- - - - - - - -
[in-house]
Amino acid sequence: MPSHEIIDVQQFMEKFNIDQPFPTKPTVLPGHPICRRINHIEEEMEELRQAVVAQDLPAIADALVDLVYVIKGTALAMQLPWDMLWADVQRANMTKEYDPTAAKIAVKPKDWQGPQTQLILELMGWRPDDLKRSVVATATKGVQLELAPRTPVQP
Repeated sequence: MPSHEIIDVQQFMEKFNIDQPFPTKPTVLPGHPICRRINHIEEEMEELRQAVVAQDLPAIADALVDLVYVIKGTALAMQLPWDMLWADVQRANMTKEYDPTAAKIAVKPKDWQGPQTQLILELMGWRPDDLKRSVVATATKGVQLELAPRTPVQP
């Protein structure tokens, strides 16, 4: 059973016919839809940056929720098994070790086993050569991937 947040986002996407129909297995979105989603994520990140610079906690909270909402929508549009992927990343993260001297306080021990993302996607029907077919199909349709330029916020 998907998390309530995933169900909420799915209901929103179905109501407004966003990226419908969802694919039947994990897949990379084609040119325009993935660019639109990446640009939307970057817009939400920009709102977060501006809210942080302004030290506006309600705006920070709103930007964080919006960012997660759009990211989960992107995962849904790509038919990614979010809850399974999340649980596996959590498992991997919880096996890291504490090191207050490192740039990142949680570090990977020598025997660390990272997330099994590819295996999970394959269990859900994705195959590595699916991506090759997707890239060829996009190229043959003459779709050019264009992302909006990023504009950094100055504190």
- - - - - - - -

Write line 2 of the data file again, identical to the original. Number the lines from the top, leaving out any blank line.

Amino acid sequence: MPSHEIIDVQQFMEKFNIDQPFPTKPTVLPGHPICRRINHIEEEMEELRQAVVAQDLPAIADALVDLVYVIKGTALAMQLPWDMLWADVQRANMTKEYDPTAAKIAVKPKDWQGPQTQLILELMGWRPDDLKRSVVATATKGVQLELAPRTPVQP